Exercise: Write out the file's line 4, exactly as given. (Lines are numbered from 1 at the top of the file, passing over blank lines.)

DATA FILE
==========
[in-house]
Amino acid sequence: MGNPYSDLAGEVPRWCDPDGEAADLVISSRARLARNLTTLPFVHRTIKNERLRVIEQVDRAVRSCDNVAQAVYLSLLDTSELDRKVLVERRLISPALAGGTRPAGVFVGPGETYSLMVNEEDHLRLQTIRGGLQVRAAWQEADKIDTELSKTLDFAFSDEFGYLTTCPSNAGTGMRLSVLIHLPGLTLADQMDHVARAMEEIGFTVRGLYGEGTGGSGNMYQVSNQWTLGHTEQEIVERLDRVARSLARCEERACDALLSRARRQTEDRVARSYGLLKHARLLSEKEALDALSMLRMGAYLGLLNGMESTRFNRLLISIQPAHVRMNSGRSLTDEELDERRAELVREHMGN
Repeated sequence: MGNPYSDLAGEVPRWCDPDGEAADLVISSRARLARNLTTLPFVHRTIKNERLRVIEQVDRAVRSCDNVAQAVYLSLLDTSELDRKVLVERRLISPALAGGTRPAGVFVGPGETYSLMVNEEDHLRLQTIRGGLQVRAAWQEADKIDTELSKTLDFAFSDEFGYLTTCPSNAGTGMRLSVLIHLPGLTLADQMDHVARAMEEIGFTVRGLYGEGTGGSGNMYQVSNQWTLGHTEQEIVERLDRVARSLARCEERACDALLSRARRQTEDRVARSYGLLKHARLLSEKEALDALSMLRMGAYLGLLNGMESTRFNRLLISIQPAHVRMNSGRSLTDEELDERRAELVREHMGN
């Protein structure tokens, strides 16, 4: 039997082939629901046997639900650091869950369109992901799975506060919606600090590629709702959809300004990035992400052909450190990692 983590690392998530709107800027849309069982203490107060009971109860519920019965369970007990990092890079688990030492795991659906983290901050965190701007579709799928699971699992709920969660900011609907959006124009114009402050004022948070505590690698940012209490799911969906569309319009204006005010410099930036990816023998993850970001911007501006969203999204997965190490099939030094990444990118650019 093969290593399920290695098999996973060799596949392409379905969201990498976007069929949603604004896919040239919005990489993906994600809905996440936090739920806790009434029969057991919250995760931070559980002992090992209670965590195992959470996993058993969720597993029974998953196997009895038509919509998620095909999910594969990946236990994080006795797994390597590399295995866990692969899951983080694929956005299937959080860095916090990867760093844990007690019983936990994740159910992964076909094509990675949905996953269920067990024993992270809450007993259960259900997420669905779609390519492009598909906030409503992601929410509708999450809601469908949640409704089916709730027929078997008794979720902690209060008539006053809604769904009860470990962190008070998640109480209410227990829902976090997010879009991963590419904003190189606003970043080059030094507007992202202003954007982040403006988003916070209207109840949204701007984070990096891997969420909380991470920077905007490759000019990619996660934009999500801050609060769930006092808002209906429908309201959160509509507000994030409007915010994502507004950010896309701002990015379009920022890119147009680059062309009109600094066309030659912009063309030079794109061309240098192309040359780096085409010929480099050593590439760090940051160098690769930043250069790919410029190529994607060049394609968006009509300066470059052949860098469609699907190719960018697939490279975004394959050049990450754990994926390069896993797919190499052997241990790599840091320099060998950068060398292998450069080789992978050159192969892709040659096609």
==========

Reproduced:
């Protein structure tokens, strides 16, 4: 039997082939629901046997639900650091869950369109992901799975506060919606600090590629709702959809300004990035992400052909450190990692 983590690392998530709107800027849309069982203490107060009971109860519920019965369970007990990092890079688990030492795991659906983290901050965190701007579709799928699971699992709920969660900011609907959006124009114009402050004022948070505590690698940012209490799911969906569309319009204006005010410099930036990816023998993850970001911007501006969203999204997965190490099939030094990444990118650019 093969290593399920290695098999996973060799596949392409379905969201990498976007069929949603604004896919040239919005990489993906994600809905996440936090739920806790009434029969057991919250995760931070559980002992090992209670965590195992959470996993058993969720597993029974998953196997009895038509919509998620095909999910594969990946236990994080006795797994390597590399295995866990692969899951983080694929956005299937959080860095916090990867760093844990007690019983936990994740159910992964076909094509990675949905996953269920067990024993992270809450007993259960259900997420669905779609390519492009598909906030409503992601929410509708999450809601469908949640409704089916709730027929078997008794979720902690209060008539006053809604769904009860470990962190008070998640109480209410227990829902976090997010879009991963590419904003190189606003970043080059030094507007992202202003954007982040403006988003916070209207109840949204701007984070990096891997969420909380991470920077905007490759000019990619996660934009999500801050609060769930006092808002209906429908309201959160509509507000994030409007915010994502507004950010896309701002990015379009920022890119147009680059062309009109600094066309030659912009063309030079794109061309240098192309040359780096085409010929480099050593590439760090940051160098690769930043250069790919410029190529994607060049394609968006009509300066470059052949860098469609699907190719960018697939490279975004394959050049990450754990994926390069896993797919190499052997241990790599840091320099060998950068060398292998450069080789992978050159192969892709040659096609």